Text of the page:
This article by Amy Bushatz originally appeared on Military.com, the premier resource for the military and veteran community.
Divorce rates among active-duty troops continued a very slow, decade-long decline in 2018, according to Defense Department personnel data obtained by Military.com.
About 3% of troops married at the start of 2018 divorced over the course of the year, according to the statistics. That is a decline of 0.1% percent compared to 2017, contributing to the slow drop over the last decade, according to Benjamin Karney, a researcher with Rand Corp. who has long studied military divorce trends.
"It's been declining very, very, very gradually for the last 10 years," he said.
The overall annual divorce rate is calculated by comparing the number of service members married at the start of the fiscal year with the number who reported divorces by the end of it. The data is further broken down by the Pentagon by service, gender, and officer versus enlisted.
Although the overall rate has fluctuated slightly over 10 years, the true trend can be masked by the small numbers of married service members in some categories, Karney said. For example, at the start of fiscal 2018, only 740 female officers in the Marine Corps were married.
That means the best way to track whether a rate decline is underway is to look at the largest subgroup -- enlisted male soldiers. In 2009, the divorce rate among that group was 3.3%. Since then, it has fallen to 2.7%, according to the newly released data.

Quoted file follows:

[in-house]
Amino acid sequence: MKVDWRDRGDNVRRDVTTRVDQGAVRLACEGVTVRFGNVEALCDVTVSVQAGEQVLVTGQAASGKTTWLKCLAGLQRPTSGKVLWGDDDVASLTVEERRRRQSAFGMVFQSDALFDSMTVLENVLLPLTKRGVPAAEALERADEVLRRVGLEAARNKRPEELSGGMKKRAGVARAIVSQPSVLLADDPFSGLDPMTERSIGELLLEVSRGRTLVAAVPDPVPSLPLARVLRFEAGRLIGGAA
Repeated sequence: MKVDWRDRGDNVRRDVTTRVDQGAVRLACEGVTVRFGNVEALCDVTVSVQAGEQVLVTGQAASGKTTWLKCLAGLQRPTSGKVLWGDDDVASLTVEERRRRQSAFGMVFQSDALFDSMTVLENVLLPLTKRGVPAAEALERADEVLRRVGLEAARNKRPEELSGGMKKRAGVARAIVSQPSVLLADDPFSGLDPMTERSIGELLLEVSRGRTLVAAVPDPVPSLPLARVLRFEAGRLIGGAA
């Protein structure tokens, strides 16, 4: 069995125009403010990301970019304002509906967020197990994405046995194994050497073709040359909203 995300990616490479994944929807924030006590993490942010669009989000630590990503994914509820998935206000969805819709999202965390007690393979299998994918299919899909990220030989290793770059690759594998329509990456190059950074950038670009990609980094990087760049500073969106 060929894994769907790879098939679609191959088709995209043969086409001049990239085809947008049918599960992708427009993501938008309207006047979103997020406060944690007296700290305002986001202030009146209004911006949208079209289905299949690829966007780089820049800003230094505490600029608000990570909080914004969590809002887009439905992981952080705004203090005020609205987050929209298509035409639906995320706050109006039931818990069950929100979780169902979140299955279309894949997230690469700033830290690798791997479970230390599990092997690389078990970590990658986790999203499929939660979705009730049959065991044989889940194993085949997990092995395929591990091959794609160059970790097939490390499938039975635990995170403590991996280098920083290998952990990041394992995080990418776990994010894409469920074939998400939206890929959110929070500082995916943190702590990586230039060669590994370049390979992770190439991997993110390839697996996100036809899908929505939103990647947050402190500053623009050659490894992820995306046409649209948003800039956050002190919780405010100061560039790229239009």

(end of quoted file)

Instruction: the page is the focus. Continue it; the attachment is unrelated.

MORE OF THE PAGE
"There's been no drastic changes; there's been the continuation of the trend toward very gradual declines," Karney said.
The rate of divorce among female officer and enlisted troops has historically been more than double that of their male counterparts. That remained true in 2018, with 6.3% of female troops' marriages ending in divorce over the year, compared to 2.6% of male service members' marriages.
But what the Pentagon's divorce statistics do not reflect is the challenges placed on military marriages after transition back to civilian life. While Karney said he has heard researchers say they want to investigate those trends, he knows of no such study currently underway.
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He said it is hard to speculate whether the stress of military life causes high divorce rates after transition. For example, stress from the loss of military benefits could cause relationship challenges that lead to divorce, but that would not be a direct result of service.
"All else being equal, when you leave the military and you lose those benefits, it might make those marriages fall apart," Karney said.
The divorce rate among military personnel and the total U.S. divorce rate cannot be easily compared because they are not measured the same way. The total U.S. divorce rate, which is measured per 1,000 residents and does not factor in five states including California, sat at 3.2 percent in 2016, the latest year for which information is available.
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